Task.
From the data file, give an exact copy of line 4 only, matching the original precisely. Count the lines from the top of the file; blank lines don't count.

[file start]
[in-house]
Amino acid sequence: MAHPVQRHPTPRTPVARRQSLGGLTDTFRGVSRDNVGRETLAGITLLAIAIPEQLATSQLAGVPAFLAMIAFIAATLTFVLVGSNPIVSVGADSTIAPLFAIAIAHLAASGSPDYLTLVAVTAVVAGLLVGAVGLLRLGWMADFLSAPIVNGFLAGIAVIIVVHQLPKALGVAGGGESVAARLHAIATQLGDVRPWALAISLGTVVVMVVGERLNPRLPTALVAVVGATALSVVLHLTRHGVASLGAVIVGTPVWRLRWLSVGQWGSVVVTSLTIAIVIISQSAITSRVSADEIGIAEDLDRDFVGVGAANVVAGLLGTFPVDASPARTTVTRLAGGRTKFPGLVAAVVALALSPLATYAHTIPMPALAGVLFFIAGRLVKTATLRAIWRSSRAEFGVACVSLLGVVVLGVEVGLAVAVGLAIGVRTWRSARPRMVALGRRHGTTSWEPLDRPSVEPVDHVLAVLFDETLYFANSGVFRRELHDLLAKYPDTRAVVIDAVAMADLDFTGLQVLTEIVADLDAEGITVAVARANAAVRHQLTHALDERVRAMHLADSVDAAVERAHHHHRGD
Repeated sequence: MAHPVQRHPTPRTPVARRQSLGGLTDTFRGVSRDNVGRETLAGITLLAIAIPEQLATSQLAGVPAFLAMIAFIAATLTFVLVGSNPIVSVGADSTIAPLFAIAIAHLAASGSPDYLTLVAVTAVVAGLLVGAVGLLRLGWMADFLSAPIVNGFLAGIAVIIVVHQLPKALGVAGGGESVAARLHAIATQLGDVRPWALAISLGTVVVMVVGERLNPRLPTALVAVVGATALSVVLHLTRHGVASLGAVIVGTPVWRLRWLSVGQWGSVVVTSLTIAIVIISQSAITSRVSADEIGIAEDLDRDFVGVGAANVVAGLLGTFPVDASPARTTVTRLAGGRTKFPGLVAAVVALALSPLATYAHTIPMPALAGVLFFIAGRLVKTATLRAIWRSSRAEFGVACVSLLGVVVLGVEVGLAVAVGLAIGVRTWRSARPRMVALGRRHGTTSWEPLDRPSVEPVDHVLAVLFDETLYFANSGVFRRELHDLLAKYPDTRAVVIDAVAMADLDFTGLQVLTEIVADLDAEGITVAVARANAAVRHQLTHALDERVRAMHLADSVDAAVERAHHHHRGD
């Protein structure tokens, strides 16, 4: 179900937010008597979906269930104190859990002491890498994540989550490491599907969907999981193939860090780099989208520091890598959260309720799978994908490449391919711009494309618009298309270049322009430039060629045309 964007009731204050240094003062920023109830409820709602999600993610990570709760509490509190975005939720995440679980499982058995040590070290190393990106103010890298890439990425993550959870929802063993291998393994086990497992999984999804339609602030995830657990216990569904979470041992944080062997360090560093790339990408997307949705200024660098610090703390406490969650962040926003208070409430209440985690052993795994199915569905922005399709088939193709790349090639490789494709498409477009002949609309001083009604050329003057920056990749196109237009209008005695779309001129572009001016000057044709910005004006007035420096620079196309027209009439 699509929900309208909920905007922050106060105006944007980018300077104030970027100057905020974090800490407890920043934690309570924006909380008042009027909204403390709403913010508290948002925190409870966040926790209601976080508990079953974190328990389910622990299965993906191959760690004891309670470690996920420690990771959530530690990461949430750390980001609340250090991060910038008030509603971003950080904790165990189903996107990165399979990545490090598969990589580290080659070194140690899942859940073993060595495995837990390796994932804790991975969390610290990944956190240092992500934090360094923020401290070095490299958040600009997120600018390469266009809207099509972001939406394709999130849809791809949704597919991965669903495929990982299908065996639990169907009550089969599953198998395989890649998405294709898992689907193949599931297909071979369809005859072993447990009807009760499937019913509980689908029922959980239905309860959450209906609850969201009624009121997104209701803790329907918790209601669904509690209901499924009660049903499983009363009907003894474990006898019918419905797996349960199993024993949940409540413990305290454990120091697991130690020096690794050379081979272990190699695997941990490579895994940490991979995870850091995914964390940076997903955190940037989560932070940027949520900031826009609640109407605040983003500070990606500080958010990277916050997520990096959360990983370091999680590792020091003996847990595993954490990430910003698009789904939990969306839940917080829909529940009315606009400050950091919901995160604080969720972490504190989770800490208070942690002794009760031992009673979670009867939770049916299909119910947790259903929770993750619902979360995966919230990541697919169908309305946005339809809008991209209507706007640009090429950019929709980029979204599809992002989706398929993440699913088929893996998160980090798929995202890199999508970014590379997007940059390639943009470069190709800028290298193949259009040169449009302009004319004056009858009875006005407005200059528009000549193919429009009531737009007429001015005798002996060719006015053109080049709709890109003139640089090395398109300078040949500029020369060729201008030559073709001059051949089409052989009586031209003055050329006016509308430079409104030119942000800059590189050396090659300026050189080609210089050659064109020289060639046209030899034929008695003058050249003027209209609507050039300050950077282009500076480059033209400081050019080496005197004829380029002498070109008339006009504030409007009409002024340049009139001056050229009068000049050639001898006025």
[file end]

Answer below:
């Protein structure tokens, strides 16, 4: 179900937010008597979906269930104190859990002491890498994540989550490491599907969907999981193939860090780099989208520091890598959260309720799978994908490449391919711009494309618009298309270049322009430039060629045309 964007009731204050240094003062920023109830409820709602999600993610990570709760509490509190975005939720995440679980499982058995040590070290190393990106103010890298890439990425993550959870929802063993291998393994086990497992999984999804339609602030995830657990216990569904979470041992944080062997360090560093790339990408997307949705200024660098610090703390406490969650962040926003208070409430209440985690052993795994199915569905922005399709088939193709790349090639490789494709498409477009002949609309001083009604050329003057920056990749196109237009209008005695779309001129572009001016000057044709910005004006007035420096620079196309027209009439 699509929900309208909920905007922050106060105006944007980018300077104030970027100057905020974090800490407890920043934690309570924006909380008042009027909204403390709403913010508290948002925190409870966040926790209601976080508990079953974190328990389910622990299965993906191959760690004891309670470690996920420690990771959530530690990461949430750390980001609340250090991060910038008030509603971003950080904790165990189903996107990165399979990545490090598969990589580290080659070194140690899942859940073993060595495995837990390796994932804790991975969390610290990944956190240092992500934090360094923020401290070095490299958040600009997120600018390469266009809207099509972001939406394709999130849809791809949704597919991965669903495929990982299908065996639990169907009550089969599953198998395989890649998405294709898992689907193949599931297909071979369809005859072993447990009807009760499937019913509980689908029922959980239905309860959450209906609850969201009624009121997104209701803790329907918790209601669904509690209901499924009660049903499983009363009907003894474990006898019918419905797996349960199993024993949940409540413990305290454990120091697991130690020096690794050379081979272990190699695997941990490579895994940490991979995870850091995914964390940076997903955190940037989560932070940027949520900031826009609640109407605040983003500070990606500080958010990277916050997520990096959360990983370091999680590792020091003996847990595993954490990430910003698009789904939990969306839940917080829909529940009315606009400050950091919901995160604080969720972490504190989770800490208070942690002794009760031992009673979670009867939770049916299909119910947790259903929770993750619902979360995966919230990541697919169908309305946005339809809008991209209507706007640009090429950019929709980029979204599809992002989706398929993440699913088929893996998160980090798929995202890199999508970014590379997007940059390639943009470069190709800028290298193949259009040169449009302009004319004056009858009875006005407005200059528009000549193919429009009531737009007429001015005798002996060719006015053109080049709709890109003139640089090395398109300078040949500029020369060729201008030559073709001059051949089409052989009586031209003055050329006016509308430079409104030119942000800059590189050396090659300026050189080609210089050659064109020289060639046209030899034929008695003058050249003027209209609507050039300050950077282009500076480059033209400081050019080496005197004829380029002498070109008339006009504030409007009409002024340049009139001056050229009068000049050639001898006025």